Taiwan's Defense Ministry declared on Saturday that 19 Chinese aircraft took part in the aerial drill, some of which crossed the so-called median line dividing the Strait and entered Taiwan's Southwest air defense identification zone (ADIZ), presstv reported.
It further said China, which regards Taiwan as its own territory, deployed 12 J-16 fighters, two J-10 fighters, two J-11 fighters, two H-6 bombers and one Y-8 anti-submarine aircraft for the maneuver, but none got close to mainland Taiwan itself or flew over it.
"ROCAF scrambled fighters, and deployed air defense missile system to monitor the activities," the ministry also wrote in a Twitter message, referring to the Republic of China Air Force, the formal name of Taiwan's air force.
This is while, Beijing had announced during a press conference on Friday China's UN peacekeeping efforts as well as its combat drills near the Taiwan Strait while censuring what it described as collusion between Taipei and Washington following a visit to the island territory by a senior US diplomat that enraged China.
Moreover, in a separate statement, Taiwan's defense ministry also accused China of conducting provocative activities and seriously damaging peace and stability.
"The Defense Ministry sternly condemns this, and calls on the mainland authorities to control themselves and pull back from the edge," it added.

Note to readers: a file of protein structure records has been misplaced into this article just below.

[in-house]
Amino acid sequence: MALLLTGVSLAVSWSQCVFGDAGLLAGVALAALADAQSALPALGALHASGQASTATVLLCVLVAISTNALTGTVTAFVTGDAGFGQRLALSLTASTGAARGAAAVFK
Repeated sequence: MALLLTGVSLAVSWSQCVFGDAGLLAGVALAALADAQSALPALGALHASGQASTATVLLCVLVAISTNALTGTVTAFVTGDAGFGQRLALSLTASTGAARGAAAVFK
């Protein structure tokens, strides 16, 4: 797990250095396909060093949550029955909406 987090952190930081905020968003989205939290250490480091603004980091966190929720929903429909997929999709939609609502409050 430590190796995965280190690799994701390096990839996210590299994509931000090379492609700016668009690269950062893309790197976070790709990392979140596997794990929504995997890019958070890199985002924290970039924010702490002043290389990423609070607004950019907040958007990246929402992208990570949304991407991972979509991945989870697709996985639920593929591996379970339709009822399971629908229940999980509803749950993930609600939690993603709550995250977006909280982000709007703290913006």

However, China’s widely-read Global Times daily described the Chinese aerial drills in a Saturday editorial as a practice run to take over Taiwan, insisting, "The US and Taiwan must not misjudge the situation, or believe the exercise is a bluff. Should they continue to make provocations, a war will inevitably break out."
The development came as US State Department’s Undersecretary for Economic Affairs Keith Krach began his 3-day tour of Taiwan on Thursday as the most senior American diplomat to visit the island territory in four decades, and attended the funeral for former Taiwan president Lee Teng-hui on Saturday which also featured Tibetan separatist spiritual leader the Dalai Lama.
The visit triggered an immediate rebuke from Beijing, which opposes any recognition of Taiwan and has launched a decades-long policy of isolating the territory it considers as a renegade province.
It came as the hawkish US Secretary of State Mike Pompeo accused China of "military blustering" after Beijing carried out its aerial drills on Friday near the Taiwan Strait during Krach's visit.
Krach did not make any remarks during the service while in a pre-recorded video the US-backed Dalai Lama praised Lee's commitment to democracy.
Krach on Friday also held closed-door meetings with Taiwan's premier and other top officials before joining President Tsai Ing-wen for dinner at her official residence.
"I'm sure the productive discussions we had today will bring Taiwan & the US even closer together & open the door to further collaboration," Tsai announced in a Twitter message afterwards.
Washington's growing outreach to Taiwan under the Donald Trump administration has become yet another flashpoint with Beijing as the two economic and military powers clash over a range of issues, including trade, security, as well as the coronavirus pandemic.